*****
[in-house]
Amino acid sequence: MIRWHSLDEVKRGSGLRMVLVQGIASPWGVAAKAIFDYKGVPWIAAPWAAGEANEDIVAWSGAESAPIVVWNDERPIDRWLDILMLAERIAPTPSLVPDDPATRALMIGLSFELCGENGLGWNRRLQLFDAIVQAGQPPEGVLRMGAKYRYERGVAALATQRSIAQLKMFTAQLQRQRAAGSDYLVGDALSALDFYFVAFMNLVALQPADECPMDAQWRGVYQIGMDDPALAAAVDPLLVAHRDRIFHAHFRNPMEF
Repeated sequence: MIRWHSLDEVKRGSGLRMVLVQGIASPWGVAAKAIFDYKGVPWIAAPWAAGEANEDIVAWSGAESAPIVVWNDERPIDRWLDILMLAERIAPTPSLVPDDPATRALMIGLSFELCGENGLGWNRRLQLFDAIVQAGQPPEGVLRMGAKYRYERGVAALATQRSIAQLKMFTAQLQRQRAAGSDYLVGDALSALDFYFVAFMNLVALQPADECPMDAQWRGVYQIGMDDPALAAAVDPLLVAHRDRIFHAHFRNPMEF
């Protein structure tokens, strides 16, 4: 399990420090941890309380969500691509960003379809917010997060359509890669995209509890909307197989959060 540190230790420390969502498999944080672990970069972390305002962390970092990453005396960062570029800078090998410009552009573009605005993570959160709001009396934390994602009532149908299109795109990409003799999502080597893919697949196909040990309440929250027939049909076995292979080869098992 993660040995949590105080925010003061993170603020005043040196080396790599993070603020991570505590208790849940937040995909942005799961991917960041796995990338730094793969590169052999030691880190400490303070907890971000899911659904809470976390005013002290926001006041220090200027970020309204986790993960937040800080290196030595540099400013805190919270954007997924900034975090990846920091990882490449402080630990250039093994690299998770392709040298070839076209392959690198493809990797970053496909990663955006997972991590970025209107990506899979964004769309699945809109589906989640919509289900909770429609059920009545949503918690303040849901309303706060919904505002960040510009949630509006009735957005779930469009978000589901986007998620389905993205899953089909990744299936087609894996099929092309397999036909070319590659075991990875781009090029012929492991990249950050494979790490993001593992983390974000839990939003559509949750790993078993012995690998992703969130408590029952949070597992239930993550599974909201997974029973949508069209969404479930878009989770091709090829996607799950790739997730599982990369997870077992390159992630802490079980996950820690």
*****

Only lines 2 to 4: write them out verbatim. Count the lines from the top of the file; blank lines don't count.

Amino acid sequence: MIRWHSLDEVKRGSGLRMVLVQGIASPWGVAAKAIFDYKGVPWIAAPWAAGEANEDIVAWSGAESAPIVVWNDERPIDRWLDILMLAERIAPTPSLVPDDPATRALMIGLSFELCGENGLGWNRRLQLFDAIVQAGQPPEGVLRMGAKYRYERGVAALATQRSIAQLKMFTAQLQRQRAAGSDYLVGDALSALDFYFVAFMNLVALQPADECPMDAQWRGVYQIGMDDPALAAAVDPLLVAHRDRIFHAHFRNPMEF
Repeated sequence: MIRWHSLDEVKRGSGLRMVLVQGIASPWGVAAKAIFDYKGVPWIAAPWAAGEANEDIVAWSGAESAPIVVWNDERPIDRWLDILMLAERIAPTPSLVPDDPATRALMIGLSFELCGENGLGWNRRLQLFDAIVQAGQPPEGVLRMGAKYRYERGVAALATQRSIAQLKMFTAQLQRQRAAGSDYLVGDALSALDFYFVAFMNLVALQPADECPMDAQWRGVYQIGMDDPALAAAVDPLLVAHRDRIFHAHFRNPMEF
């Protein structure tokens, strides 16, 4: 399990420090941890309380969500691509960003379809917010997060359509890669995209509890909307197989959060 540190230790420390969502498999944080672990970069972390305002962390970092990453005396960062570029800078090998410009552009573009605005993570959160709001009396934390994602009532149908299109795109990409003799999502080597893919697949196909040990309440929250027939049909076995292979080869098992 993660040995949590105080925010003061993170603020005043040196080396790599993070603020991570505590208790849940937040995909942005799961991917960041796995990338730094793969590169052999030691880190400490303070907890971000899911659904809470976390005013002290926001006041220090200027970020309204986790993960937040800080290196030595540099400013805190919270954007997924900034975090990846920091990882490449402080630990250039093994690299998770392709040298070839076209392959690198493809990797970053496909990663955006997972991590970025209107990506899979964004769309699945809109589906989640919509289900909770429609059920009545949503918690303040849901309303706060919904505002960040510009949630509006009735957005779930469009978000589901986007998620389905993205899953089909990744299936087609894996099929092309397999036909070319590659075991990875781009090029012929492991990249950050494979790490993001593992983390974000839990939003559509949750790993078993012995690998992703969130408590029952949070597992239930993550599974909201997974029973949508069209969404479930878009989770091709090829996607799950790739997730599982990369997870077992390159992630802490079980996950820690």